Primed by expectations – why a classic psychology experiment isn’t what it seemed

Discover Magazine:

In the early 20th century, the world was captivated by a mathematical horse called Clever Hans. He could apparently perform basic arithmetic, keep track of a calendar and tell the time. When his owner, Wilhelm von Osten, asked him a question, Hans would answer by tapping out the correct number with his hoof.

Eventually, it was the psychologist Oskar Pfungst who debunked Hans’ extraordinary abilities. He showed that the horse was actually responding to the expectations of its human interrogators, reading subtle aspects of their posture and expressions to work out when it had tapped enough. The legend of Hans’ intellect was consigned to history. But history, as we know, has a habit of repeating itself.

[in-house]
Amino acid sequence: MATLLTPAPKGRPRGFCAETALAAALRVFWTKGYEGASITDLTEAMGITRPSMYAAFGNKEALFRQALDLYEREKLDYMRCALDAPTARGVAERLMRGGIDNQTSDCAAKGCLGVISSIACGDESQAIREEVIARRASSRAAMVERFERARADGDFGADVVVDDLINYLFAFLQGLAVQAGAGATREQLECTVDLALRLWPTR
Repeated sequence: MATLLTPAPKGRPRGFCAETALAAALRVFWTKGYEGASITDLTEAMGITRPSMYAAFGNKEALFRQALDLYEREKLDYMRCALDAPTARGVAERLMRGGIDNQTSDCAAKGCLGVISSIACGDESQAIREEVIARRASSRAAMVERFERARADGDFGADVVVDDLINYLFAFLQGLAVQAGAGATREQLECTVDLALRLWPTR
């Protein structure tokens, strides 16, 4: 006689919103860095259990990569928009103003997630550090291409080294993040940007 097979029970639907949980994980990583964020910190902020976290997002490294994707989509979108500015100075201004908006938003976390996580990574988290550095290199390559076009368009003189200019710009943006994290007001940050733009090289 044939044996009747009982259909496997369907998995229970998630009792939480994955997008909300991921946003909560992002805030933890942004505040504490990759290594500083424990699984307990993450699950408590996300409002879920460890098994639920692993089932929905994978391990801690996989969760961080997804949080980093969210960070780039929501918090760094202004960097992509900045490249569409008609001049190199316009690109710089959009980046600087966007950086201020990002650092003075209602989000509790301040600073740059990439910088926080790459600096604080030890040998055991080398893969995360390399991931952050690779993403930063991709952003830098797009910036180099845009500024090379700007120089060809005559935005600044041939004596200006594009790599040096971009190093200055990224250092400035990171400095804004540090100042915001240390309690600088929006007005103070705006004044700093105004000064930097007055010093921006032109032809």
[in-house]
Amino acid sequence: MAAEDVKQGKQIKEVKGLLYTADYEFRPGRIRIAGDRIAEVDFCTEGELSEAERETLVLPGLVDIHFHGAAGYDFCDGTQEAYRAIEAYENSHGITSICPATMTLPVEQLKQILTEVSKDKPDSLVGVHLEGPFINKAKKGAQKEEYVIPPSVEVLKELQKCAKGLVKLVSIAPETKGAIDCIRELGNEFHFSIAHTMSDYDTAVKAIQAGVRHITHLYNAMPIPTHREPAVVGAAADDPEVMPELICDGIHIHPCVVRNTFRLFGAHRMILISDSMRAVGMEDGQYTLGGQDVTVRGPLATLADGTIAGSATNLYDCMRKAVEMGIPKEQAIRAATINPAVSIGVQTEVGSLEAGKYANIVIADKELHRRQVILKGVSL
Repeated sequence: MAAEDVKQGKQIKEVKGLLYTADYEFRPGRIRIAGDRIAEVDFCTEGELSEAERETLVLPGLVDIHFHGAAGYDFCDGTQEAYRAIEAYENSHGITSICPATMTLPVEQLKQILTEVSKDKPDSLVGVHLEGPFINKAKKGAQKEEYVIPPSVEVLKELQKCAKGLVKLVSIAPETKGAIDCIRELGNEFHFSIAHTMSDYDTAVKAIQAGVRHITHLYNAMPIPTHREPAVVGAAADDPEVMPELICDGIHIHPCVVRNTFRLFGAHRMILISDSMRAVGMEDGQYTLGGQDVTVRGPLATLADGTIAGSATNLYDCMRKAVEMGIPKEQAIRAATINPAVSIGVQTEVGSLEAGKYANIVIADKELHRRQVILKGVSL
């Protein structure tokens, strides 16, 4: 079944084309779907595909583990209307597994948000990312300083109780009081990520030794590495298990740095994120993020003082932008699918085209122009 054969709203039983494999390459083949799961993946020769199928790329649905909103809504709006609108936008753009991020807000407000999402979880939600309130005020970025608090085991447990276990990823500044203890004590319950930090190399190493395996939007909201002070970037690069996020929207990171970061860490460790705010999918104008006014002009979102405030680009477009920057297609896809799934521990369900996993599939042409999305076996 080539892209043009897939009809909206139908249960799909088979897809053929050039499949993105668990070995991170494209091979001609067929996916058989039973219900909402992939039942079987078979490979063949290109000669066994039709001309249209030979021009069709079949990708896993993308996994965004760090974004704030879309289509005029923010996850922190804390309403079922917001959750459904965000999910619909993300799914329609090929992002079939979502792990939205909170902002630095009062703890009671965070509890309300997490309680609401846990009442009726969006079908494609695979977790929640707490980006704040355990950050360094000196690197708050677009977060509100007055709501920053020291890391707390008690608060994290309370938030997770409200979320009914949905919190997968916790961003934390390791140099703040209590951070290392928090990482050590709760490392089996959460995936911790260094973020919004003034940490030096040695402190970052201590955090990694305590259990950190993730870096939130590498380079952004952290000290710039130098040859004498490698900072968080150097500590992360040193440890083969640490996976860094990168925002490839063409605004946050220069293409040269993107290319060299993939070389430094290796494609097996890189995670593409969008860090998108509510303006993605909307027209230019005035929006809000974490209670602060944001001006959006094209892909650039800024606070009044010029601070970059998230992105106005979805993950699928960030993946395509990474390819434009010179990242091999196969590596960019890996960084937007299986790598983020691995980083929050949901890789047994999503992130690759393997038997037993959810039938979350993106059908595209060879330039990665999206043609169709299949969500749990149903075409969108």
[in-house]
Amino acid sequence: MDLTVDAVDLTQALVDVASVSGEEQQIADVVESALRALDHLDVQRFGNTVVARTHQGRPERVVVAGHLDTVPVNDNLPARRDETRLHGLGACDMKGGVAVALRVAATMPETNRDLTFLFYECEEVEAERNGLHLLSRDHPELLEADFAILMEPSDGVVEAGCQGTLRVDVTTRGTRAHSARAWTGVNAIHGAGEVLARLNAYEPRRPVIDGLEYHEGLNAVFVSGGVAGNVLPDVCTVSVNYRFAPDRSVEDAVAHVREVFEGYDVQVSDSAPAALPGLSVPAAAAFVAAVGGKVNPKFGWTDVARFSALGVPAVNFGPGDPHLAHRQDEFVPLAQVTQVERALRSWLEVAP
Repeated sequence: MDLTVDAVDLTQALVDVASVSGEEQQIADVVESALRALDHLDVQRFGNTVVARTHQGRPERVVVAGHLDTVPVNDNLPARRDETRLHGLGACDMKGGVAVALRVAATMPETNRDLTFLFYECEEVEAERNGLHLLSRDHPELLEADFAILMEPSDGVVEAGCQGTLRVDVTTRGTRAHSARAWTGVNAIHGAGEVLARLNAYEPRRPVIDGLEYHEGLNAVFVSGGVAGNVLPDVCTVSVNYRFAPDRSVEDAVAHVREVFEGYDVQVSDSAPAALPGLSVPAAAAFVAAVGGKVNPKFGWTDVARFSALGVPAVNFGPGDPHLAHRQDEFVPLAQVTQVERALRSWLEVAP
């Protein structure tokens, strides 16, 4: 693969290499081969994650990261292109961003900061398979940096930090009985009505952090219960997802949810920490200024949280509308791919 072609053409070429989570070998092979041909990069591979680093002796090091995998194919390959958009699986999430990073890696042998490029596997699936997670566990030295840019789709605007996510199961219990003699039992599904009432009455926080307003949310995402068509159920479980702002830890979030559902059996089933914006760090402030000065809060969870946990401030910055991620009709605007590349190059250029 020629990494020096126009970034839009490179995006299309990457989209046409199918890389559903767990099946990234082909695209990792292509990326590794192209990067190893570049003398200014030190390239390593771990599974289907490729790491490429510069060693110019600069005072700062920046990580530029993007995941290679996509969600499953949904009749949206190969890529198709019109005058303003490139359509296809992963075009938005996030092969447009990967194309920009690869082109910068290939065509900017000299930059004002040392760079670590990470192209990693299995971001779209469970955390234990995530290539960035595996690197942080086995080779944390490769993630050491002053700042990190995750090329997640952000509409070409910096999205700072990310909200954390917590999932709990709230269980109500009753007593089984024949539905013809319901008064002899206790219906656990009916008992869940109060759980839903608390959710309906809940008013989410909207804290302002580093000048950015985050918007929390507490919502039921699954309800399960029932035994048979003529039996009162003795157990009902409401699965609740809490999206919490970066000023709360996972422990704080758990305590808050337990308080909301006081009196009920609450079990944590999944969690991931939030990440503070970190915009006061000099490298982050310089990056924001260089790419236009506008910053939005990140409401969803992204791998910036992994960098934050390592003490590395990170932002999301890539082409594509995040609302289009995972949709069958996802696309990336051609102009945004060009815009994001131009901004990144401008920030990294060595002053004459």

For the last few decades, psychologists have been using a technique called priming. With subtle hints of words or concepts, they can trigger impressive changes in behaviour. Words of cleanliness can make people behave more morally. Words related to age can slow their bodies. Words of power sharpen our mental abilities. All of these studies have suggested that our behaviour is influenced by subtle things that lie beneath the watch of our conscious awareness.

Read the whole story: Discover Magazine

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